Tuesday, December 4, 2012

Loving Words of Grace are the Christian’s Birthright

Part One

One Birthright (of many) from the New Birth

A ‘birthright’ is a right given to someone by their birth. Because they have been born, they have a right to something. That ‘something’ is theirs. That ‘something’ belongs to them and they can take advantage of it and use it for themselves or others. It is their right. It belongs to them.

A Christian is born again through faith in Jesus Christ as Lord and Savior. Because they have been born this way, they have a right from God to express loving words of grace. This right to express loving words of grace is yours as a Christian. It belongs to you and you can use it for yourself and others. Since words can be spoken and written, and since we speak and write quite often, it would be offensive to God if we ignore (despise, have contempt for) the right He has given to us. Dare we say, “Lord, I am just not motivated by the rights you have given”?

Esau had the birthright of the firstborn, a double portion of his father’s estate. God saw fit to record Esau’s contempt for the birthright that was his. You are probably familiar with the story found in Genesis 25:29-34.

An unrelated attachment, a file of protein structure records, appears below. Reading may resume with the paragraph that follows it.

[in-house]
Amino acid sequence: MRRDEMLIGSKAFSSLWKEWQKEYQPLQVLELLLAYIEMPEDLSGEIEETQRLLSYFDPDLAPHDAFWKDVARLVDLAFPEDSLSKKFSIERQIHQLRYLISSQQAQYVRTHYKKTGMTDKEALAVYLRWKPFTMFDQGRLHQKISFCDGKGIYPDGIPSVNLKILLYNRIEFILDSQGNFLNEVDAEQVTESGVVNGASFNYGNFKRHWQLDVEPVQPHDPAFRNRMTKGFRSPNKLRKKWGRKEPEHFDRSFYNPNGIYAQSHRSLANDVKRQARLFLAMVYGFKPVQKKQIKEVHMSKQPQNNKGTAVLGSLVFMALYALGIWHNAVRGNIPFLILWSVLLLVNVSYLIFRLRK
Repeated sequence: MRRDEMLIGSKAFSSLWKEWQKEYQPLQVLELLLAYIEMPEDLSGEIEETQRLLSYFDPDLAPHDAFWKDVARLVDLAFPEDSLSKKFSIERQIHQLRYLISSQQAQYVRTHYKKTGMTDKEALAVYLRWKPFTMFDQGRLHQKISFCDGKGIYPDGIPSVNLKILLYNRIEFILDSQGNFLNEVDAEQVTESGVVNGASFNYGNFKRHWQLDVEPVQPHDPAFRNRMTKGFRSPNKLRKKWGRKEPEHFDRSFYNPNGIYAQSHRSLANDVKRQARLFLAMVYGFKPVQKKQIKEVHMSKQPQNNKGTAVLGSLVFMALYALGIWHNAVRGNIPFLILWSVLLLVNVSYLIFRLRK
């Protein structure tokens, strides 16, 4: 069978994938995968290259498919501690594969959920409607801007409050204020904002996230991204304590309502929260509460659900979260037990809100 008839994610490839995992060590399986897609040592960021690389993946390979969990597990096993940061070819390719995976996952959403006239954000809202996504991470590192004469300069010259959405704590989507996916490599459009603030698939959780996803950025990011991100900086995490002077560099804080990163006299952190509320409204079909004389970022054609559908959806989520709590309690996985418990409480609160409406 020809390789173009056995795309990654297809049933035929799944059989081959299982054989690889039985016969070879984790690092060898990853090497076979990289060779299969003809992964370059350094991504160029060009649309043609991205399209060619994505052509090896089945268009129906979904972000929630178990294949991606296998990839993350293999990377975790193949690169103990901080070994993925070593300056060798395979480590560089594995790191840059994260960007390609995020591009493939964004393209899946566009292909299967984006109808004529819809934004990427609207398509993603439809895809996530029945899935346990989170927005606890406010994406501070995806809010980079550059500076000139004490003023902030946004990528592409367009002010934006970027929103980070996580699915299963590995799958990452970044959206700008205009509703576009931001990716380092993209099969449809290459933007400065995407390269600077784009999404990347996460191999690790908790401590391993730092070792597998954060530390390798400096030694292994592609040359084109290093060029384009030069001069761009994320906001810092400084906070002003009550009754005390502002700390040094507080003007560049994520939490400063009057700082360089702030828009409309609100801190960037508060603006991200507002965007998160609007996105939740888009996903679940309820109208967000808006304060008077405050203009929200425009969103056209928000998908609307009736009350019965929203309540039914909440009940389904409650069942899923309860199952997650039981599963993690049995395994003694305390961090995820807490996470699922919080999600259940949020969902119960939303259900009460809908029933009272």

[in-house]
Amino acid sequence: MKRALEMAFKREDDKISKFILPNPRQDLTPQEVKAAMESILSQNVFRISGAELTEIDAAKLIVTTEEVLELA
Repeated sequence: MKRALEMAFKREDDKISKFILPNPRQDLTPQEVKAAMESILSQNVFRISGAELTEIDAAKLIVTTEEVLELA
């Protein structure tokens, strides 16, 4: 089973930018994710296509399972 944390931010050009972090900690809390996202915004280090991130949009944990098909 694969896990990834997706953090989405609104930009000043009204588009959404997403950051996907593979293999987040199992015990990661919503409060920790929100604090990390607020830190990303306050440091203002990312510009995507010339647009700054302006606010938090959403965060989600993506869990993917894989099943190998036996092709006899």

Esau said, “of what use is a birthright to me?” (25:32)

Thus Esau despised his birthright (25:34). A bowl of beans was more important to him.

Esau’s reputation stands low because of what God has said. I know that I will not please God if I ignore the birthright He has given to me. And I know that God has given to me, and all Christians, the right (by new birth) to communicate with loving and gracious words.

Here is what I mean by ‘grace’. Grace is a favorable attitude toward someone regardless of who they are and what they have done. It means the door is open to that someone for a holy relationship, God’s way.

Here is what I mean by ‘love’ (agape). God defines His love in 1 Corinthians 13:4-7. It is my desire to call attention to the way love affects communication through the spoken and written word. Specifically, “Love is patient and kind; love does not boast; it is not arrogant (proud) or rude.” 1 Corinthians 13:4, 5a